A beginner's guide to healthy meal prep
Long day? Mustering the energy to cook dinner is often the last thing you feel like doing. Enter meal prep – an easy, budget-friendly way to get organised for the week and have healthy meals ready-to-go.
As well as saving time and money, clever meal prep can help with weight control, improve your diet and reduce stress when it comes to deciding what’s for dinner.
With so many advantages, it’s no wonder meal prepping has a growing legion of loyal fans. However, knowing where to start can be daunting.
Nutritionist Trish Guy has developed a step-by-step guide to help beginners with their first week of meal prepping.
- Start small: If cooking for a full week feels a little overwhelming, start with one dish that will help make the week’s meals quicker and easier. Our beginner’s tip is to roast up a tray of veggies on a Sunday and then use them to add to omelettes, hearty salads and nourish bowls throughout the week.
- Plan it out: When you’re ready to tackle a full week, planning is key. You’ll want to make sure your main meals include protein such as legumes, tofu, nuts/seeds (or lean meat or fish), wholegrains or starchy vegetables, and a source of heart healthy fats. A table or spreadsheet can be a really useful tool to map out your week of meals and make sure there’s a good balance. You can also account for nights you won’t be eating at home and look for ways to maximise dishes and ingredients across several days. Use this plan as the basis for your shopping list.
- Keep it simple: Use recipes that you know and love making – it will make it easier and quicker when you start off meal prepping and help to get you into the habit. Foods such as curries, veggie stews, and stir fries make great meal-prep meals as they hold their quality with refrigerating/ freezing and reheating. Foods that do not tend to reheat well include scrambled eggs, pastry and crumbed options.
- Multitask: Now for the cooking! Set aside some time and start preparing all your ingredients. While foods are frying or steaming on the stovetop, chop vegetables and fresh fruit, or wash greens for later in the week – this will cut the time you’re spending in the kitchen.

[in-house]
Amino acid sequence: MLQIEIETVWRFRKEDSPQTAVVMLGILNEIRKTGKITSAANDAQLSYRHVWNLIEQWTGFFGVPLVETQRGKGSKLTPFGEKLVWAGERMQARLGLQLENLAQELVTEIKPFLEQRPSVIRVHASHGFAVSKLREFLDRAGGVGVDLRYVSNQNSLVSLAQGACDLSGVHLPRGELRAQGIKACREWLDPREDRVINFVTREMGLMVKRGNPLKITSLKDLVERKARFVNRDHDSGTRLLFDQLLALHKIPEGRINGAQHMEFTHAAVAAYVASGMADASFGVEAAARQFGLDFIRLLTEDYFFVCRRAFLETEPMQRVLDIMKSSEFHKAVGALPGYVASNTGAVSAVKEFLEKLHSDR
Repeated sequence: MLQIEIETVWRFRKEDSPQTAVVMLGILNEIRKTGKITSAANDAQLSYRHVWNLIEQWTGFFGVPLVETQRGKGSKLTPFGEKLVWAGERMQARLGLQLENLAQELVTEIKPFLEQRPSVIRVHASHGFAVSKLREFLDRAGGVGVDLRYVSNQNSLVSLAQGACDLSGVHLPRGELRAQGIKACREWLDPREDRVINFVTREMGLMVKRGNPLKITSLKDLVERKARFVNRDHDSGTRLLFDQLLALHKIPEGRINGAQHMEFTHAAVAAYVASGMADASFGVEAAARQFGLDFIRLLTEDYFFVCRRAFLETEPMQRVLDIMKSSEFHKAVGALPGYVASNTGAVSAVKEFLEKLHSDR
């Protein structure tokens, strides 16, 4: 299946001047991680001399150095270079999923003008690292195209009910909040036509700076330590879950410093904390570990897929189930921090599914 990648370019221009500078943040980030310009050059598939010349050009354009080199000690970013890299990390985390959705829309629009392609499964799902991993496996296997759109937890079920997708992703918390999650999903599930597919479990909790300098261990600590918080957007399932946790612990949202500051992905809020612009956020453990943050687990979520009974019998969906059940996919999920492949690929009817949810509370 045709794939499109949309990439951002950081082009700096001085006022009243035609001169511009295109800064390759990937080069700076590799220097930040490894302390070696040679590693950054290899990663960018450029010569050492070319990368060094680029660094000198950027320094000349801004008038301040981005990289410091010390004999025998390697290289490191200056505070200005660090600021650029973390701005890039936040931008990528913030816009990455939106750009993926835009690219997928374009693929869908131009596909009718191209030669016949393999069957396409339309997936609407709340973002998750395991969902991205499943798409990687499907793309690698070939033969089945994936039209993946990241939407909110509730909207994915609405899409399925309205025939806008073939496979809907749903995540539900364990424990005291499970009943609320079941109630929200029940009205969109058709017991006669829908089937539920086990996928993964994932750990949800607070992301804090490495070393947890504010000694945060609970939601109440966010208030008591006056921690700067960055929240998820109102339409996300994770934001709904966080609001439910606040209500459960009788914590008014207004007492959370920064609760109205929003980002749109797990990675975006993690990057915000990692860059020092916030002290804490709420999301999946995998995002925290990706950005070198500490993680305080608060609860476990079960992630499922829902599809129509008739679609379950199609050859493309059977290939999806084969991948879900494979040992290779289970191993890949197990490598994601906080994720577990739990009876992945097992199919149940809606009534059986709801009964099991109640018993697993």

- Pack it: Split your daily lunches and dinners into containers so they are easy to grab and go, or freeze for later in the week. Aim to make up each meal with 50% non-starchy veggies (think carrots, broccoli, peas, salad etc), 25% carbs and 25% plant protein.
- Mix it up: Eating the same dishes for the week doesn’t need to be boring. Serve dishes like veggie ragus and curries with a variety of sides and bases – one meal with rice and another meal with zoodles. You can also give a base dish a tasty new twist by adding different fresh herbs or adding a different hero veggie like sweet potato or broccolini. Homemade sauces and mayos, like our deliciously easy-to-make macadamia aioli, are also handy to switch up the taste of nourish bowls and salads.
- Don’t forget your snacks: Pinwheels, bliss balls and muesli slices are great to prep in advance and freeze. This way they are ready-to-go when you need, but not so tempting that they’ll be gone before the week begins. Dips like hummus or cottage cheese are ideal for snacks and can double up as a tasty addition to meals. A DIY trail mix or a handful of nuts are always handy, plus don’t forget fresh fruit - no prep required!
Keep it safe: Once you have prepped your meals, you can keep them in the fridge for up to two days before eating. It’s a good idea to label your meals with the date you prepared them to keep track of when they need to be eaten. Also make sure that you reheat meals until they are piping hot – which means about 75OC.
Check out our delicious and nutritious recipes - perfect for meal prepping! Click here.